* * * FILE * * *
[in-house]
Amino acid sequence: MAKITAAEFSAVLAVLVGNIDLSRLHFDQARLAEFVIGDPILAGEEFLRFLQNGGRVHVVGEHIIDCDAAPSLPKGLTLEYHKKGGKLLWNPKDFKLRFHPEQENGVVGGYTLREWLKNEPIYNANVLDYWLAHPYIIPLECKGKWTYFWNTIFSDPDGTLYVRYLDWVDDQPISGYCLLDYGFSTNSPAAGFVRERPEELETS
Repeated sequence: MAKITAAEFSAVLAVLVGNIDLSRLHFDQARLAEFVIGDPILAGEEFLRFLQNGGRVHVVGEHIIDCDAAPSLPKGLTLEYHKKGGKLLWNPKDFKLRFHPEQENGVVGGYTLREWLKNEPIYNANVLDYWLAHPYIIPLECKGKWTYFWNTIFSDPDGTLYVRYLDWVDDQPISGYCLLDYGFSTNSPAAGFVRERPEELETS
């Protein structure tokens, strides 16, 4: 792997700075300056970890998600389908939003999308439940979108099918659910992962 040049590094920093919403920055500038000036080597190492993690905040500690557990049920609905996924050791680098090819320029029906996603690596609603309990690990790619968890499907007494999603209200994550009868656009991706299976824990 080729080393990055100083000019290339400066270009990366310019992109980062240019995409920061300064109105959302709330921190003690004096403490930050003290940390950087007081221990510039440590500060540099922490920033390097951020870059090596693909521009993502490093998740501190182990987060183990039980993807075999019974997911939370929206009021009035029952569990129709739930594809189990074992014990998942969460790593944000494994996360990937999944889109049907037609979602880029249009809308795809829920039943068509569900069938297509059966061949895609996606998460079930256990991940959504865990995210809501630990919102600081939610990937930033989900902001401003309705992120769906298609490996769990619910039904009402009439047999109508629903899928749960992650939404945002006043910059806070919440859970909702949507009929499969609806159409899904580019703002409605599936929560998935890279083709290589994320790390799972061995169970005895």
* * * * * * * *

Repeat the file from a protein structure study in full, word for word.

[in-house]
Amino acid sequence: MAKITAAEFSAVLAVLVGNIDLSRLHFDQARLAEFVIGDPILAGEEFLRFLQNGGRVHVVGEHIIDCDAAPSLPKGLTLEYHKKGGKLLWNPKDFKLRFHPEQENGVVGGYTLREWLKNEPIYNANVLDYWLAHPYIIPLECKGKWTYFWNTIFSDPDGTLYVRYLDWVDDQPISGYCLLDYGFSTNSPAAGFVRERPEELETS
Repeated sequence: MAKITAAEFSAVLAVLVGNIDLSRLHFDQARLAEFVIGDPILAGEEFLRFLQNGGRVHVVGEHIIDCDAAPSLPKGLTLEYHKKGGKLLWNPKDFKLRFHPEQENGVVGGYTLREWLKNEPIYNANVLDYWLAHPYIIPLECKGKWTYFWNTIFSDPDGTLYVRYLDWVDDQPISGYCLLDYGFSTNSPAAGFVRERPEELETS
């Protein structure tokens, strides 16, 4: 792997700075300056970890998600389908939003999308439940979108099918659910992962 040049590094920093919403920055500038000036080597190492993690905040500690557990049920609905996924050791680098090819320029029906996603690596609603309990690990790619968890499907007494999603209200994550009868656009991706299976824990 080729080393990055100083000019290339400066270009990366310019992109980062240019995409920061300064109105959302709330921190003690004096403490930050003290940390950087007081221990510039440590500060540099922490920033390097951020870059090596693909521009993502490093998740501190182990987060183990039980993807075999019974997911939370929206009021009035029952569990129709739930594809189990074992014990998942969460790593944000494994996360990937999944889109049907037609979602880029249009809308795809829920039943068509569900069938297509059966061949895609996606998460079930256990991940959504865990995210809501630990919102600081939610990937930033989900902001401003309705992120769906298609490996769990619910039904009402009439047999109508629903899928749960992650939404945002006043910059806070919440859970909702949507009929499969609806159409899904580019703002409605599936929560998935890279083709290589994320790390799972061995169970005895």